Let's be clear about something: Fitbit (NYSE:FIT) had a terrible fourth quarter and has numerous strategic challenges that it must overcome. Much of last quarter's woes were directly related to weaker-than-expected demand that led to increased channel inventory and elevated return reserves, among other one-time charges. Shares have been rightly punished for the poor holiday performance, and continue to trend lower.
But with Fitbit shares trading at all-time lows and potentially entering deep value territory, it might be worth considering as a speculative turnaround play.
In terms of valuation, Fitbit is now trading at just 0.6 times sales, with a market cap of just $1.25 billion. Investor pessimism has seemingly snowballed amid the company's very real challenges. Fitbit has made little to no progress diversifying into software and services, which it had high hopes of doing with its 2015 acquisition of Fitstar, and the consumer hardware market is notoriously cutthroat. The pressure to continuously introduce newer and better hardware products remains intense, and Fitbit has a mixed track record with product launches.
Smartwatches continue to threaten cannibalizing the stand-alone fitness tracker market, and Fitbit is tasked with transitioning to more full-featured smartwatches; the acquisitions of Coin, Pebble, and Vector were made specifically for this purpose. Just this week, market researcher IDC predicted that the broader wearables market is about to expand into areas like clothing and earwear, and smartwatches in particular may even "hyper-segment" into a wide range of niches. Of all of the various wearable categories, wrist-worn devices are expected to stagnate in the years ahead. The future of wearables has never been more uncertain, and given the heavy emphasis on fashion and consumer preferences, it won't be an easy pivot.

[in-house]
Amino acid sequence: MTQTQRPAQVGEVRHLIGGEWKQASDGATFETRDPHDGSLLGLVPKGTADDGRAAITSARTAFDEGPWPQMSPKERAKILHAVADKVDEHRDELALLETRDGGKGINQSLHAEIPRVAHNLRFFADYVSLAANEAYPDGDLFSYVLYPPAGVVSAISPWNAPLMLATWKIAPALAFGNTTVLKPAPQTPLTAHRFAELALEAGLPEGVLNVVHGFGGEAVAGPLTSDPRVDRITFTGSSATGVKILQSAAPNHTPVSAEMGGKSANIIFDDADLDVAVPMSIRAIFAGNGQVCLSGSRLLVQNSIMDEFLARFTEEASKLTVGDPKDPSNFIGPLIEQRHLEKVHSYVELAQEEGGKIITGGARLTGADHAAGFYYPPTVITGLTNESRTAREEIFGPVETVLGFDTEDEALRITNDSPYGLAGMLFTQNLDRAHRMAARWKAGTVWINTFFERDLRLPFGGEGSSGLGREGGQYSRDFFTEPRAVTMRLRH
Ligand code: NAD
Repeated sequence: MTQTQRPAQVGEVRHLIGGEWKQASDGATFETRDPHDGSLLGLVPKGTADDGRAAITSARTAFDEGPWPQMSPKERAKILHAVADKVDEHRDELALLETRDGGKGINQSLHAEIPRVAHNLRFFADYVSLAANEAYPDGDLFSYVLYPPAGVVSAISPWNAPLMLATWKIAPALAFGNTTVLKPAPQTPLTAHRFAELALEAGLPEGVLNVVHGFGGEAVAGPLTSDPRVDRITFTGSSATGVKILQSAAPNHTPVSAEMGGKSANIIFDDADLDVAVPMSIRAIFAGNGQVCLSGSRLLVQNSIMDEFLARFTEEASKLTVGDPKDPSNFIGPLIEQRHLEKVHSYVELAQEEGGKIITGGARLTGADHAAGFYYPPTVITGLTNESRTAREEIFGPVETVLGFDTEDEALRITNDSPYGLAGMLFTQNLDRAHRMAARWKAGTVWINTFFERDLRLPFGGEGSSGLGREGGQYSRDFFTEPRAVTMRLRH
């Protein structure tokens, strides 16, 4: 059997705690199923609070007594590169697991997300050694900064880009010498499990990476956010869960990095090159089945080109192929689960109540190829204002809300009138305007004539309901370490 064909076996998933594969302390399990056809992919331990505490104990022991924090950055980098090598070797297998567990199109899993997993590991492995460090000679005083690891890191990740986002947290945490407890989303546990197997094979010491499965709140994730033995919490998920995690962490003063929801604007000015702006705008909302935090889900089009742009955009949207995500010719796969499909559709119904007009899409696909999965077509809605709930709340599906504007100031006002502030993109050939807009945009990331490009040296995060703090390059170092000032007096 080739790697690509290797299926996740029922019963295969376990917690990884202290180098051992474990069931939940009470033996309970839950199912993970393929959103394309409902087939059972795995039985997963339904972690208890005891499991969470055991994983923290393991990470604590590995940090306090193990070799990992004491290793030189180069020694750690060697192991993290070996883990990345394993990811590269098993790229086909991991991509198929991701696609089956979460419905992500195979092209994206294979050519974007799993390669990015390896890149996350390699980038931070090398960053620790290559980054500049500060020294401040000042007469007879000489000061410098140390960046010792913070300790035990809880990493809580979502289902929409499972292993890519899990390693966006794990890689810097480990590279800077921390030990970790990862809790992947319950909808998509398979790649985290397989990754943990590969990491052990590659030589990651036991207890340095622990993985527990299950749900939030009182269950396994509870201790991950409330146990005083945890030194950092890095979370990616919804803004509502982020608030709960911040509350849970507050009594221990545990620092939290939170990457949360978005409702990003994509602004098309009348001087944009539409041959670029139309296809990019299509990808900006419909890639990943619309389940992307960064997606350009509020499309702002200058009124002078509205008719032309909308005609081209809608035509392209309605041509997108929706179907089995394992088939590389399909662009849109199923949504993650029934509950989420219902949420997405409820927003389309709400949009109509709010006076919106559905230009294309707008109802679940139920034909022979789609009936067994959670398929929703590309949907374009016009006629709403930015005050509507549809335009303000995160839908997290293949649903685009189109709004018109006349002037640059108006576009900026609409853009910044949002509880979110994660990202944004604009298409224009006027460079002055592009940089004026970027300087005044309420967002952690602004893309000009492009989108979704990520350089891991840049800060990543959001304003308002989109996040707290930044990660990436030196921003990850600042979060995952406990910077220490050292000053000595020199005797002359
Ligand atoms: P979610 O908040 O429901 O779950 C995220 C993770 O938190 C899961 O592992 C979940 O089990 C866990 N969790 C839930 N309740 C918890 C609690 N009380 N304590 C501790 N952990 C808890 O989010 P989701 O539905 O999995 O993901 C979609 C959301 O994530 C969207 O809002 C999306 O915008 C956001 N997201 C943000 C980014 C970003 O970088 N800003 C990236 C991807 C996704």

Short squeeze possibility
It's also worth pointing out that Fitbit has attracted an awful lot of short-sellers, who now hold 36% of float in bearish bets. If heightened short-selling activity has helped push shares down below reasonable values, then shares could be arguably undervalued right now. While some pessimism is absolutely warranted, it could potentially be overdone right now.
And if Fitbit can start turning things around and executing better, the high level of short interest could subsequently translate into a short squeeze as the bears bail on their positions by buying shares.
It might be worth the risk
Fitbit seems highly aware of the predicament that it now finds itself in. The company began pursuing its acquisitive smartwatch strategy about a year ago with the Coin deal, and in January announced a restructuring that would bring costs in line with dampened growth expectations; management is targeting total operating expenses of $850 million this year. Two high-level executives -- Chief Business Officer Woody Scal and Executive Vice President of Interactive and Design Tim Roberts -- are leaving this month as part of the restructuring.
The point is that Fitbit is being proactive in making the tough decisions given the difficult circumstances, which is a lot more than some other struggling companies can say. We also know that Fitbit is fully capable of being profitable when it's not overinvesting in growth that may not materialize; Fitbit enjoyed $175.7 million in positive net income in 2015, good for a 9% net margin, before swinging to a loss in 2016.
I'm no Fitbit bull by any stretch of the imagination, but the incredibly cheap valuation seems to represent a potential opportunity if the company can have a better 2017. That's a big "if," but the risk-reward trade-off doesn't look so bad right now.